refers to measures with which both a customer as well as other interested
parties (stakeholders) are convinced of the fact that the requirements
pertaining to products are met (i.e. external confidence achieved)
and that the organization has reasonable abilities for that. The
essence of good quality assurance is an effective communication.
has to be grounded in the actual practices of systematic quality
management which have been created on the basis of the company's
many instances has been voiced at the fact that the formal implementation
of the ISO 9000 standards has overemphasized or been too deeply
entrenched in quality assurance. In practice this means that only
ISO 9001 standard is used and emphasis is in the third party certification.
In quality assurance between two parties the most natural and sound
approach is to utilize bilateral quality assurance agreements and
related quality assurance plans, for which ISO 9000 provides general
refers to indicating with a certificate that a product or business
activity is in accordance with a specific requirement (standard
or specification). Primarily a certificate relates to a product
and through this also the activities determined to guarantee the
product features. Certifications concerning product quality assurance
typically have the ISO 9000 series quality assurance model (ISO
9001) as a reference standard. This kind of certification does not
ensure the product quality or efficient business performance of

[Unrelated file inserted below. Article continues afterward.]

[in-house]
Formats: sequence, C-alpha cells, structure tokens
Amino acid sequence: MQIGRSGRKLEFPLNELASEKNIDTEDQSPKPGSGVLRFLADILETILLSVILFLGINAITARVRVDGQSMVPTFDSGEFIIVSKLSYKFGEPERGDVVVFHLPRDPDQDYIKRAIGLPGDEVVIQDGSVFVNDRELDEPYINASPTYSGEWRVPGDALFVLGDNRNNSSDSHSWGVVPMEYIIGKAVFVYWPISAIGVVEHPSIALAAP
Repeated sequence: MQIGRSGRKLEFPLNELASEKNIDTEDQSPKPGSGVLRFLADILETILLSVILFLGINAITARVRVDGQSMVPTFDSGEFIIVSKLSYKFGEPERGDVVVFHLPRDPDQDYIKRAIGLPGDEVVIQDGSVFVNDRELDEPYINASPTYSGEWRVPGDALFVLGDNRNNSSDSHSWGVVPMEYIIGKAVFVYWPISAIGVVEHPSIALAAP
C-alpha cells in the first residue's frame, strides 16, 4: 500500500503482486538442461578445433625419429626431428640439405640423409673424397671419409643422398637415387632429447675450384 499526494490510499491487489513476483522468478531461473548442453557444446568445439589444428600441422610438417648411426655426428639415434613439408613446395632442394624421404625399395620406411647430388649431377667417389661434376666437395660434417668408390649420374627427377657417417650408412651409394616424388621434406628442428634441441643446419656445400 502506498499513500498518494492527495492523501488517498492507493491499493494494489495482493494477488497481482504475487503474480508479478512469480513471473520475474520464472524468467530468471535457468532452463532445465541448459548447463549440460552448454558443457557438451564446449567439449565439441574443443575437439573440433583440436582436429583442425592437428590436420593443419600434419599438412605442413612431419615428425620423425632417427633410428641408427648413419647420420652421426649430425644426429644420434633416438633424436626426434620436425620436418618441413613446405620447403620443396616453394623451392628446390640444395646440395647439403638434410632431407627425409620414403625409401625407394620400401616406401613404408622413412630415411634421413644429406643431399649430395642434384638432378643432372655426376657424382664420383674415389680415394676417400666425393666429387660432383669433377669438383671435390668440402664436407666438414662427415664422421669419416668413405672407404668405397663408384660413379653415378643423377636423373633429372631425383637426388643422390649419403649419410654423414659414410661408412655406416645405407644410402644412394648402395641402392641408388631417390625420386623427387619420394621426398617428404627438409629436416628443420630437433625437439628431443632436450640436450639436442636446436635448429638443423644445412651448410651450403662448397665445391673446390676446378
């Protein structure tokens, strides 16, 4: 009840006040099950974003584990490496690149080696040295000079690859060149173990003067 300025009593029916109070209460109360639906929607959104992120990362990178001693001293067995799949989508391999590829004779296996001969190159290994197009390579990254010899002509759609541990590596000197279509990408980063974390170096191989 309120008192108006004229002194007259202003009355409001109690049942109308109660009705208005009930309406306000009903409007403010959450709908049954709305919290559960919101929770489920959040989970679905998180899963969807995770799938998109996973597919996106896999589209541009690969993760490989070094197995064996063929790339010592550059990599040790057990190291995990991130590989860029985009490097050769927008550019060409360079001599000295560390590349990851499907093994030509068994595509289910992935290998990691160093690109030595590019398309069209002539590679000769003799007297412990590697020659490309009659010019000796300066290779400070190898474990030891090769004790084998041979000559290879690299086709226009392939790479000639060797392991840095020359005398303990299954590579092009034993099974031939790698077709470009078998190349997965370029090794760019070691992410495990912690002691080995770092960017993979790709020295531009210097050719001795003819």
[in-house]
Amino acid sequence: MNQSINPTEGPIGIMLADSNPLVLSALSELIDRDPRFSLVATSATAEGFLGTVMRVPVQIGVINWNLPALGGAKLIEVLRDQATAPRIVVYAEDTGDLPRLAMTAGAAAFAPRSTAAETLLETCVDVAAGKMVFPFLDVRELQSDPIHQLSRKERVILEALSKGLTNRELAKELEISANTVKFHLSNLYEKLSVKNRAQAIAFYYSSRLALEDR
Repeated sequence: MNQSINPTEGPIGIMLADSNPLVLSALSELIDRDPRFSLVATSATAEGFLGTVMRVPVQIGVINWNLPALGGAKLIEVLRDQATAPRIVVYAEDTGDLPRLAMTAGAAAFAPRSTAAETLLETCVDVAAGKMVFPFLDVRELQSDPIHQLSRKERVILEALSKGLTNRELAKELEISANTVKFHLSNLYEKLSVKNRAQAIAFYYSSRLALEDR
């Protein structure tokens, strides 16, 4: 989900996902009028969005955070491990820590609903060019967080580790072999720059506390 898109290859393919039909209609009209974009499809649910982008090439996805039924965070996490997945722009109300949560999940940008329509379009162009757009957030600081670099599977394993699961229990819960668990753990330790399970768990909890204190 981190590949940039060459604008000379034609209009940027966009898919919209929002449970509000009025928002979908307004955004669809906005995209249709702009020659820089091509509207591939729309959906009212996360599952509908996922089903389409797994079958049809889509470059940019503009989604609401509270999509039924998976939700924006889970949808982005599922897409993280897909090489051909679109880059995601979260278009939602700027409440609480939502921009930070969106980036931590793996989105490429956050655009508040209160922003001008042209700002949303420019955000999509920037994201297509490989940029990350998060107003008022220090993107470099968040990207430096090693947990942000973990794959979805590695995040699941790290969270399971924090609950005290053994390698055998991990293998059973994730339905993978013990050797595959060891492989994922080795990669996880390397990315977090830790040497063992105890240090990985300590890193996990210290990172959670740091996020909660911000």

a company, but it is used for the purposes of quality assurance,
that is, to display confidence in the fact that the products which
are being produced meet the stated requirements.
can be done by the company itself (first-party certification or
self-certification), by the second party (customers), or by a third
party (a service company specializing in certifying services). The
most genuine and natural way to proceed is self-certification combined
with self-declaration, which has lately gained interest due to various
flaws associated with third-party certifying. However, self-certification
always requires a strong personal commitment to quality management
from the top management of the company. This is why certifying done
by an external third party can be a sign of weak quality of management.
Certifications made by customers are especially recommended, and
a company should strive towards certifications made by their key
reference customers. With regard to third-party certifications -
should this become oblicatory or necessary in the light of marketing
efforts - it is worthwhile to restrict them to questions pertaining
to safety, health, environmental protection, and product liability.
Serious criticism has been directed at certifications made by third
parties due to the fact that these often entail an emphasis on the
business objectives of the company doing the certifying. This means
commercialization of the certification.
One cannot distinguish
oneself from competitors by leaning on general third party certifications.
On the other hand, product features which take customers into account
as well as product and quality assurance agreements do offer an
opportunity to provide distinct competitiveness to the customer.
This is also the way in which the ISO 9000 standards guide one to
proceed. The certification is not the only way - and never the strongest
- to realize quality assurance. There are also other options based
on the innovative and unique solutions of advanced organizations
and clearly reflecting the needs of a customer. New information
and communication technology (ICT and e-Business) offers very new
challenging means also for quality assurance (e.g. e-Certificate).